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3answers
316 views

Why viruses cannot be seen?

With the coronavirus pandemic, a lot of websites are publishing articles about viruses. In particular, I've seen some of these stating that viruses cannot be seen because they are so tiny they cannot ...
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1answer
40 views

How to determine the particles size measurement error in SEM images

I have a question that bothered me last time. I did some scanning electron microscope (SEM) on my sample which is basically array of nanopillars . My goal is to determine the pillars diameter ...
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1answer
21 views

In phase contrast microscopy, how does the phase difference between the diffracted light and the background light come to be?

Phase contrast microscopy works by exploiting the phase difference between two paths of light which pass through a probe point of a specimen: One path, the "background" path, is the path the light ...
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Are confocal microscopy and f-number based on the same principles?

We use a small pinhole in confocal microscopy to block out-of-focus rays, much like having a high f-number (small aperture) in a normal camera. Are the two related? And does one ever tune the pinhole ...
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1answer
91 views

How can a picture of a virus be taken when they are not even 300 nm (wavelength of blue light) long?

We cannot take photos of protons because they are not at least the size of the wavelength that registers into visible light. I see photos of Coronavirus in the news everywhere where there is a clear ...
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18 views

Lensing effects from electric charge in electron microscopy

Are there any lensing effects from the electric charge in electron microscopy? For example, positive charge acting as a divergent lens or negative charge a convergent lens?
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1answer
22 views

Macroscopic averaging validity (e.g. density)

When dealing with macroscopic scales, it is common to introduce continuous functions (such as density) which model the behaviour of the underlying microscopic matter. However, I still can't understand ...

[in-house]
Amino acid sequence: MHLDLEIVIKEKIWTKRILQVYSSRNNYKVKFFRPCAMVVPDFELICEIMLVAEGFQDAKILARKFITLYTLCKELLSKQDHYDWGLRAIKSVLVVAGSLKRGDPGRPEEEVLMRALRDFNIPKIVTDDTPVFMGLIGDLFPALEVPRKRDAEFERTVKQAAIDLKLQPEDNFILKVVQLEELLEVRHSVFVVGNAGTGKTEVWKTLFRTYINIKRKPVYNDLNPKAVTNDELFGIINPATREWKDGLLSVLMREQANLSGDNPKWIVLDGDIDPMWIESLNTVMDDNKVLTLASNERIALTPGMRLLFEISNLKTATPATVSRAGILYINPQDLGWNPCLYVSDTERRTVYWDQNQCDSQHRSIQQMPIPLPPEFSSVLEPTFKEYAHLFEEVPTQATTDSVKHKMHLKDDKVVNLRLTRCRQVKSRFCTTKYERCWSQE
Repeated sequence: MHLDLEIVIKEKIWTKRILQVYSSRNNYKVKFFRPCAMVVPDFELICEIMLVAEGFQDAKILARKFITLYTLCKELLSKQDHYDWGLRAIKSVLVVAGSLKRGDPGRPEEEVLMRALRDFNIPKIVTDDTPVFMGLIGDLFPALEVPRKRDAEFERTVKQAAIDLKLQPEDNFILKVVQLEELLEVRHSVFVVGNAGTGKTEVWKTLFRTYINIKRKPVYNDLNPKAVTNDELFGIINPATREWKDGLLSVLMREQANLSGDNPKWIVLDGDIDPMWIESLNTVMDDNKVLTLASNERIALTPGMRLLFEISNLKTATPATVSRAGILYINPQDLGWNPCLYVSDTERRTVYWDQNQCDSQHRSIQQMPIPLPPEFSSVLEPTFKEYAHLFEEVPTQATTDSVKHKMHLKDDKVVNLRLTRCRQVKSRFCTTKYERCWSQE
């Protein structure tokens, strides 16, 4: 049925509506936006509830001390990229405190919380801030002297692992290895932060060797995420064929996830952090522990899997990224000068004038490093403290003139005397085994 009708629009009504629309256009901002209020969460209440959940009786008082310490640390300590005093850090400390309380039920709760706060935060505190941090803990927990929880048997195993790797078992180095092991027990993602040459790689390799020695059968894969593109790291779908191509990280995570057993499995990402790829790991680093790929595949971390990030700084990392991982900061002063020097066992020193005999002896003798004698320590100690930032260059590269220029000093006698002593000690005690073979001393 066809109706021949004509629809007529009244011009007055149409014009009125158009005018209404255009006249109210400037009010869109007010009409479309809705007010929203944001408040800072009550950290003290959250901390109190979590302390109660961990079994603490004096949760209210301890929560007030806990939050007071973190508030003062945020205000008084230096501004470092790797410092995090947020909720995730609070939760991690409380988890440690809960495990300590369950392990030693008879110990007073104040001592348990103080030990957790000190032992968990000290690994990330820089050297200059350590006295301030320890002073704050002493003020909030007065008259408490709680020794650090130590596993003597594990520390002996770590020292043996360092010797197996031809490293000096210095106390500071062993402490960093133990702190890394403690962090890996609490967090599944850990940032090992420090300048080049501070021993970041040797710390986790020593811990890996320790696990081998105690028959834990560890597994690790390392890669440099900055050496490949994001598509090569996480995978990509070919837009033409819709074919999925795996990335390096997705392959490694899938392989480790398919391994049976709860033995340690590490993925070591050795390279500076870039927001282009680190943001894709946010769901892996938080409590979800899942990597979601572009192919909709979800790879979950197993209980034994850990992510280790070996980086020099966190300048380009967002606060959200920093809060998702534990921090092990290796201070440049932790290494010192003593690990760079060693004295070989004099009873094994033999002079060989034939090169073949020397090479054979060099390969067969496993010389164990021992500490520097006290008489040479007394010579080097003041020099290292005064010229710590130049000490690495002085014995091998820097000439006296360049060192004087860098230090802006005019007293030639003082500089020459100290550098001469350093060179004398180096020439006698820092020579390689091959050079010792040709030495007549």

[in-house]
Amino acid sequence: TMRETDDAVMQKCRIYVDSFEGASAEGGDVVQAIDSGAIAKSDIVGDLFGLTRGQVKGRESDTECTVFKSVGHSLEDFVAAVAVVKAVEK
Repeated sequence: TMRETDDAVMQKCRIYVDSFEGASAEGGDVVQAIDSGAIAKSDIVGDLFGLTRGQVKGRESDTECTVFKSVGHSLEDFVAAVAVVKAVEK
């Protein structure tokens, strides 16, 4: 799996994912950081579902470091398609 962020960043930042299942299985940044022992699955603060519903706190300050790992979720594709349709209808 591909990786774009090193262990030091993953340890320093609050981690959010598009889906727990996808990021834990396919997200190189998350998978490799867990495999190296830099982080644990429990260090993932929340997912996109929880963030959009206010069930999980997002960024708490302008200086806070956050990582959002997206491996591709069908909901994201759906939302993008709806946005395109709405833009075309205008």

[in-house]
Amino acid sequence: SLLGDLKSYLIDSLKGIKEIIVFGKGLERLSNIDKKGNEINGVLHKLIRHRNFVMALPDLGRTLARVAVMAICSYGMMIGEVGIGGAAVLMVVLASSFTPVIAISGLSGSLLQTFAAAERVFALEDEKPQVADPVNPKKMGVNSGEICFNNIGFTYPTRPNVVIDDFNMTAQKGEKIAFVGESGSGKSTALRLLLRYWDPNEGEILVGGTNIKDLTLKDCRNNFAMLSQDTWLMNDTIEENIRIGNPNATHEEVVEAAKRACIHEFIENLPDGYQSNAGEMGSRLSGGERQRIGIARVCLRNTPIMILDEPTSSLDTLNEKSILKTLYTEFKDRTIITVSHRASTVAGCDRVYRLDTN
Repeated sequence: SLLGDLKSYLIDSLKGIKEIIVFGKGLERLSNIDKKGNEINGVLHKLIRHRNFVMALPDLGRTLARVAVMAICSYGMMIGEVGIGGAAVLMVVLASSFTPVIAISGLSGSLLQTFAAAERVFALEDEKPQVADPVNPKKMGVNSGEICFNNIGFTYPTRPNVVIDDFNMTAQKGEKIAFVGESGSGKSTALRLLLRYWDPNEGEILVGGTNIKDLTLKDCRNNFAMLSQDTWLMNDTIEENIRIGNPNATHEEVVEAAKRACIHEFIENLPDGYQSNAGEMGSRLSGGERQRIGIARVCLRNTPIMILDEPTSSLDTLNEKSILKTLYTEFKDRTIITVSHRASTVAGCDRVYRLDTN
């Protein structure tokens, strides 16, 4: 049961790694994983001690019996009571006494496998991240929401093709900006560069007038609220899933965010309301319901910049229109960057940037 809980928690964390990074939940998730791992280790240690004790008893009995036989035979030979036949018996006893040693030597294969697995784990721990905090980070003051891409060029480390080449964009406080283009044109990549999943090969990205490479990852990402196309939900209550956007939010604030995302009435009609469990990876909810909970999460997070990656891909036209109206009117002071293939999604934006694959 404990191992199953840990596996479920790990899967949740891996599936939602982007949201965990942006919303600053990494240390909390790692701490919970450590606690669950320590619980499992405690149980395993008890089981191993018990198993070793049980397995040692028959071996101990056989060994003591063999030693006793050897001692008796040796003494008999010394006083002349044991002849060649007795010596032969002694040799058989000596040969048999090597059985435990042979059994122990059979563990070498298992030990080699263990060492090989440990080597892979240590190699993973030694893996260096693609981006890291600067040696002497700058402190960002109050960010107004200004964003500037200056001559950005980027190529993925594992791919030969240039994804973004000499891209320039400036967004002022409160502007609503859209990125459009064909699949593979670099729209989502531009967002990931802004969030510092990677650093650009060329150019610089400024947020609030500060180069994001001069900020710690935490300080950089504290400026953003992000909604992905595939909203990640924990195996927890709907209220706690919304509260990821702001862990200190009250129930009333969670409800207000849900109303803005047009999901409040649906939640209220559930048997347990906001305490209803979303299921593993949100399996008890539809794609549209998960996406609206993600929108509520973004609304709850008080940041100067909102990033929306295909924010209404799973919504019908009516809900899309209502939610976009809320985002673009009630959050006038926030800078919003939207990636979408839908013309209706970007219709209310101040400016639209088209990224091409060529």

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20 views

Simple microscope but tangling doubt!

My textbook (NCERT optics Class 12 pg 339) on simple convex lens microscope says, The idea is to get an erect, magnified and virtual image of the object at a distance so that it can be viewed ...
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25 views

Collection efficiency of a confocal microscope vs. numeric aperture

Setup I am trying to estimate the collection efficiency of a fiber-based confocal microscope depending on the numerical aperture (NA) and diameter of the gaussian beam used for illumination and ...
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20 views

How are Kikuchi Lines formed?

I know how a Kikuchi line can be produced, but I don't understand why the defect line would be darker than the surrounding environment. Does the line destructively interfere with electrons in that ...
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1answer
41 views

Microscope: relation between numearical aperture and working distance

I am looking for help in understanding the relation between the numercial aperture and the working distance of a microscope objective. I've searched for many hours but couldn't find any paper / book ...
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1answer
32 views

Specific applications of the various modes of optical microscopy [closed]

My question is primarily about reflected and transmitted light microscopy, and the BF and DF modes in both. I am aware of the basic working principles, to state it down briefly: Transmitted light ...
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1answer
130 views

Can you please explain me phenomenon of reflection at subatomic level? [duplicate]

When we see atoms under an electron microscope, what exactly are we seeing? I mean, these spheres that we know as atoms are electron clouds and that is what we are seeing, am I right? https://www....
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1answer
725 views

Can we use a telescope as a microscope and vice versa? [duplicate]

I got this question after I leant about microscopes and telescopes from my textbook. In a simplified compound microscope, the objective has a smaller aperture and a smaller focal length compared to ...
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3answers
213 views

What x20 x40 x100 magnification means?

I want to buy a biologic microscope for fiber analysis, thus I need to see details of a fiber of around 20μm. Could you please explain what "x20" magnification means? I understand that it will not ...
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18 views

Compound microscope

From where does the formula $L*D/f*fe$ for magnification of compund microscope derived? Where L is length of microscope D is distinct vision f is focal length of objective lens fe is focal length ...
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1answer
81 views

Changing hot-filament SEM electron source into field-emission one

MOTIVATION: The resolution of scanning electron microscope (SEM) images is limited by multiple factors, one of them being relatively low electron-beam current density emitted by cheap tungsten ...